“When you get a strike, don’t jerk right away,” said Tripp. “There will almost always be at least some bow in the line, and even with a long rod you likely won’t get a good hookset. Reel up the slack in the line quickly, and then set the hook. The couple of seconds that action takes generally gives the fish time to take the bait fully, so you can make a good connection.”
Medium- to light-action spinning gear is the choice for Tripp. He likes 7-foot rods or longer because they help in managing the line and keeping the slack under control. Penn open-faced spinning reels, like the Battle 3000 or the Fierce, are good choices, and the reels are spooled with 30-lb. test braided line.
“I like the braid because it floats and doesn’t stretch,” said Tripp. “It is hard to manage submerged line in current, so the braid works much better than monofilament.”
In water less than 10 feet deep, he uses a Betts popping cork with a 1/2-oz. sinker. The rig is completed with an 18-inch fluorocarbon leader of 15-lb. test and a 1/0 Eagle Claw kahle hook. The leader is intentionally lighter than the main line to prevent losing the entire rig in the rocks.
“When you hang up, and you will often if you are fishing close enough to the jetties, the leader will usually break first, and you’ll only lose the hook,” said Tripp.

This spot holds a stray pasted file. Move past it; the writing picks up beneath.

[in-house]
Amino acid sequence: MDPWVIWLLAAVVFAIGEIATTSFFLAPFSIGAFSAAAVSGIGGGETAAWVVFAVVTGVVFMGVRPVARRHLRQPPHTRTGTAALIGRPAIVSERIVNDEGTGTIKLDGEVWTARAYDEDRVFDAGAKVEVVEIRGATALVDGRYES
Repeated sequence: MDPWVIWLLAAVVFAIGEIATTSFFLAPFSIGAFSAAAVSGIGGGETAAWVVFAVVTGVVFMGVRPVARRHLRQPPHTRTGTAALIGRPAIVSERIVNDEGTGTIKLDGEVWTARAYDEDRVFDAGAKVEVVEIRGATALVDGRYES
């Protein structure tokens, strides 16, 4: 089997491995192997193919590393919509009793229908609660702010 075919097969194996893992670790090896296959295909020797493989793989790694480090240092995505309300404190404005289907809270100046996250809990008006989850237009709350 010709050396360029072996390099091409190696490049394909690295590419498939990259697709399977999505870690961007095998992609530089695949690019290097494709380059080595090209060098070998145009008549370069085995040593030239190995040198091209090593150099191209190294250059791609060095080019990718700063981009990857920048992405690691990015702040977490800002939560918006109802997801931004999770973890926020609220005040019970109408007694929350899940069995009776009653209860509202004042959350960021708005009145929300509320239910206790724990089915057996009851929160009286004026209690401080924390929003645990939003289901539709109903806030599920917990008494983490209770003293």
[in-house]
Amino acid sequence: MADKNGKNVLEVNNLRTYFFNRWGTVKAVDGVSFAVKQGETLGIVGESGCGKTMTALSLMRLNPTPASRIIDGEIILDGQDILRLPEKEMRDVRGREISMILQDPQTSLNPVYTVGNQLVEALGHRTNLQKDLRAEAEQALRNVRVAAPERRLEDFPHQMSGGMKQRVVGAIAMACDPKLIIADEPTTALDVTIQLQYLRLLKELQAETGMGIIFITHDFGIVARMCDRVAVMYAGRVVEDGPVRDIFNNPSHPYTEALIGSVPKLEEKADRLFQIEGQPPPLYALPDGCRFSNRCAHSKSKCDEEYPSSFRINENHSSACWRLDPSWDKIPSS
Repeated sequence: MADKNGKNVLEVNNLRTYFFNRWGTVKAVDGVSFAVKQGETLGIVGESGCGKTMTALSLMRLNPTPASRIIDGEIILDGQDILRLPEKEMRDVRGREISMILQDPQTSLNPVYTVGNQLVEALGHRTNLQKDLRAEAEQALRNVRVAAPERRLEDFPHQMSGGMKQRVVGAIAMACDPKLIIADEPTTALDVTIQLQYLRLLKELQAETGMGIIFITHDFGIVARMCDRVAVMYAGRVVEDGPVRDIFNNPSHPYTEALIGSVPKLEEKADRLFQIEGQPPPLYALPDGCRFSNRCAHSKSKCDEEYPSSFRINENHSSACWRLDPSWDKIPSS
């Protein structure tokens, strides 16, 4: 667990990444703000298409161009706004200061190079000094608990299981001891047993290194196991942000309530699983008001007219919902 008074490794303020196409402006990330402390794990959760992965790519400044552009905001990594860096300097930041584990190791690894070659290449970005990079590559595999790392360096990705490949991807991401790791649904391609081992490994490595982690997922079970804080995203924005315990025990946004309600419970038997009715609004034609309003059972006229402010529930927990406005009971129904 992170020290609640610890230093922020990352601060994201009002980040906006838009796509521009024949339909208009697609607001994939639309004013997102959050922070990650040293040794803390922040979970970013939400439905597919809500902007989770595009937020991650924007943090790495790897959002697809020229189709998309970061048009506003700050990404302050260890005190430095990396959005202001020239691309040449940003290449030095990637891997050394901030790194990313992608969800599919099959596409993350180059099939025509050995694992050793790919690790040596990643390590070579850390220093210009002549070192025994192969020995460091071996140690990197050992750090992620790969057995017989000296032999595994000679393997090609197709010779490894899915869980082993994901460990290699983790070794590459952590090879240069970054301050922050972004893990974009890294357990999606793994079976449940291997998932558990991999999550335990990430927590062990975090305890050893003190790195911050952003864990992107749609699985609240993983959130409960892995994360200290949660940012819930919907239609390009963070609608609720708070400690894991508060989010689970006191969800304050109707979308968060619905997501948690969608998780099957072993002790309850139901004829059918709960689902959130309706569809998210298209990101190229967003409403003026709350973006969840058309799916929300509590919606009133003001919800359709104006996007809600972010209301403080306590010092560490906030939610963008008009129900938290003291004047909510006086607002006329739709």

This tip will save you time and money.
When fishing areas 10 feet deep or deeper, Tripp changes the rig to a typical trout cigar cork with a 1 1/4-oz. sinker. Additionally, in swift water conditions, he’ll move up to a 10-inch float with a 2-oz. sinker. The depth of the bait is managed with a slip knot on the main line that can be adjusted as required.
If you prefer to try artificial lures, Tripp says that a 1/4-oz. lead-head jig tipped with a screw-tail grub is very popular. White is one of the most productive colors. Make long casts toward the rocks, let the jig sink a couple of feet, and bring it back with a slow, steady retrieve.
Tripp said this pattern is effective through the summer and well into September. As an added bonus, there is far more than trout available for the taking. We were on the water for about three hours on the incoming tide and boated trout, black drum, redfish, whiting, jack crevalle and ladyfish. We even had about a 4-foot shark on for a few seconds before he broke us off in the rocks.
We caught several nice trout in the 19- to 22-inch range on our outing, and Tripp said that trout of 25 inches or longer are not uncommon.
By noon, it was really beginning to get hot, so we packed up to leave. Tripp said that mornings are the best time to fish. The late afternoon can be productive if the tide is right, but from daylight to about 11 is by far the best time of the day.
This action in the surf will slow down pretty drastically when the water cools. By October, it will most likely be over, but Tripp said he just moves to the river side of the jetties.
“The rocks hold fish pretty much all year long,” said Tripp.
Again, work the areas where current flows through gaps in the jetty, and float a shrimp through. There is a wide variety of species that will hold along the rocks. One of the exciting things is you never know what you might catch.
To book a guided fishing outing with Tripp, call him at (912) 674-1085.